EarthLabs > Climate and the Carbon Cycle: Unit Overview > Lab 4: Forests - Changes in the Land > 4A: Forests: Wildfires and Deforestation

Forests: Changes in the Land

Part A: Forests: Wildfires and Deforestation

Discussion

Why care about forests and the carbon cycle? With your partner, group or class, list as many reasons as you can.

Forests have been sequestering carbon for millennia, but how? Remember when you were asked to consider how Giant Sequoia Trees could grow so tall? If you don't have the answer to these questions by now, view the video, Forest carbon 101, produced by The Nature Conservancy. As you watch the video, think about this fact: up to one-fifth of global carbon emissions are caused by forest deforestation and degradation.
If an average healthy tree absorbs about 13 pounds of carbon per year, imagine how much carbon an entire forest can absorb! But, what happens to the carbon in that forest if many of its trees are cut down to make way for agriculture, farms, cattle ranches, and housing developments? To find out where deforestation is happening in the world, examine the Deforestation Hot Spot Map on the right. Take some time to explore the map and then answer the Checking In questions below.

Checking In

Check your understanding of the map graphic above by using the questions below. Select all the answers that are correct, and then click the Check Answers button at the bottom of the list.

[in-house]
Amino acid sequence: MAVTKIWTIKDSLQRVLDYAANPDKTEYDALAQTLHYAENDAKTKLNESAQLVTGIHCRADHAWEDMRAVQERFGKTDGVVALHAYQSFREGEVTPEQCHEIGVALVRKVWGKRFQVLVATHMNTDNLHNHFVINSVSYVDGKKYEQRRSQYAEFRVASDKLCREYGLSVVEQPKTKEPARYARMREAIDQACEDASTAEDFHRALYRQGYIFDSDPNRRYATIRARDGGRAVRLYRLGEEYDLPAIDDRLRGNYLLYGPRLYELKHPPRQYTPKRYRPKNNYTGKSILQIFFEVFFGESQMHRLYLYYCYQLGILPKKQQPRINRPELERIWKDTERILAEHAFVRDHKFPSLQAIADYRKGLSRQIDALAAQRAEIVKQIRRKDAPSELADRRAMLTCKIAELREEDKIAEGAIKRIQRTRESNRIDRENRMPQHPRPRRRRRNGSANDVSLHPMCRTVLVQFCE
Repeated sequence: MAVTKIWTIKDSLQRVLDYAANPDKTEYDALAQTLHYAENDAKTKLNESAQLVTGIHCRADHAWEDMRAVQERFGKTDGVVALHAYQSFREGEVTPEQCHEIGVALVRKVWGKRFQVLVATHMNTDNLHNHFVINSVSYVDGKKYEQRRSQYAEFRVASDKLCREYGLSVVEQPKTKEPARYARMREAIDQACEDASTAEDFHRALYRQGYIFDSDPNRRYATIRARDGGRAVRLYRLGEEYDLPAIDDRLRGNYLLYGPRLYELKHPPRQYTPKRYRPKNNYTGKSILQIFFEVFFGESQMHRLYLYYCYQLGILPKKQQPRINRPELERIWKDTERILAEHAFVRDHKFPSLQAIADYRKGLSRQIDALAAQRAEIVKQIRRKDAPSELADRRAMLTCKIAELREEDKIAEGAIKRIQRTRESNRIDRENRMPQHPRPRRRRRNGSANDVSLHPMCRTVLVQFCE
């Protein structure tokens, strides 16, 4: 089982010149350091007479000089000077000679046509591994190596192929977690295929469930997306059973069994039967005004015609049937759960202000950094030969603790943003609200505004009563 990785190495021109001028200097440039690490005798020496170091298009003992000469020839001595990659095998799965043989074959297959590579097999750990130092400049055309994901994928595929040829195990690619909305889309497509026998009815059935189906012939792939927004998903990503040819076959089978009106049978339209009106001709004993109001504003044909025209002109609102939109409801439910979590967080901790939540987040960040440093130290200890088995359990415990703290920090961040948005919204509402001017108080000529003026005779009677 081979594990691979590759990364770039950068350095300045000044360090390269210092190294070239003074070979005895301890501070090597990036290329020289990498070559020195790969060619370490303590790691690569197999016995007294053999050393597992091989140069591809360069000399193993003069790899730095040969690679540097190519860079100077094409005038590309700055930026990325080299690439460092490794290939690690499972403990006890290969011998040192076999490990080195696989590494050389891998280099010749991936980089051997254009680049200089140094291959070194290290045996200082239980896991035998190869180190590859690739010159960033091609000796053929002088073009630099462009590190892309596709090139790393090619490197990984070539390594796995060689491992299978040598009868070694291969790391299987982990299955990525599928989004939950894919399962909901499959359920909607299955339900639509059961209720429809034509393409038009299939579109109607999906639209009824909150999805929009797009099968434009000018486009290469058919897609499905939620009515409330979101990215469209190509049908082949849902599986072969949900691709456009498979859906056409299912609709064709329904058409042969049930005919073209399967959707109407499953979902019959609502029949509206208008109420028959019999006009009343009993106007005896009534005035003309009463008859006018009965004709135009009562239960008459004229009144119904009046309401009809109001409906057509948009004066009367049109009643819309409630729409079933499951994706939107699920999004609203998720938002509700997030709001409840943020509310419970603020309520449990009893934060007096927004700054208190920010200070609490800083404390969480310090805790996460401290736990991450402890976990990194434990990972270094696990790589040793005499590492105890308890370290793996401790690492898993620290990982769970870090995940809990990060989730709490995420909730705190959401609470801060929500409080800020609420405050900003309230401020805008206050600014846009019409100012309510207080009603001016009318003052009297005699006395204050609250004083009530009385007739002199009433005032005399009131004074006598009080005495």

1. Which of the following countries/areas of the world are seeing increased deforestation?
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    [INCORRECT]
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  2. Which countries/areas of the world are adding forests?
    [INCORRECT]
    [INCORRECT]
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  3. Which countries have forests that are carbon sinks?
    [INCORRECT]
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In this next section you will consider forests in Latin America and the Amazon.

Trouble in the Amazon?

When you analyzed the "Deforestation Hot Spot" map above, you observed that tropical forests in Indonesia, Latin America, and Africa are hot spots for deforestation. How much carbon would be lost in the deforestation of the Amazon Rainforest? To answer that question, consider the new NASA map of Carbon Storage in Tropical Forests, on the right. This map uses satellite and ground measurements to quantify the amount of carbon stored in tropical forest biomass. Remember that a tree's biomass includes all the carbon compounds in the tree's leaves, branches, trunk and roots. Data shows that tropical forests contain 247 billion tons of carbon. Almost half of this 247 billion tons of carbon is stored in Latin American forests.

Because the Amazon forest is so large and so much carbon is stored there, deforestation in this region concerns us all. The larger the forest, the greater its impact on the carbon cycle. What impact will deforestation have on the Amazon Rainforest and its ability to remain a strong carbon sink? To help you answer this question, read a NASA article on deforestation in Rondônia, Brazil. Then, use the interactive timeline at the beginning of the article to view changes in forest cover from 2000 to 2010 taken by NASA's MODIS.


Checking In

  • By 2003, how many square kilometers had been cleared from the Amazonian Forest in Rondônia? How many acres would that be? Use the metric conversion website to help you answer that question.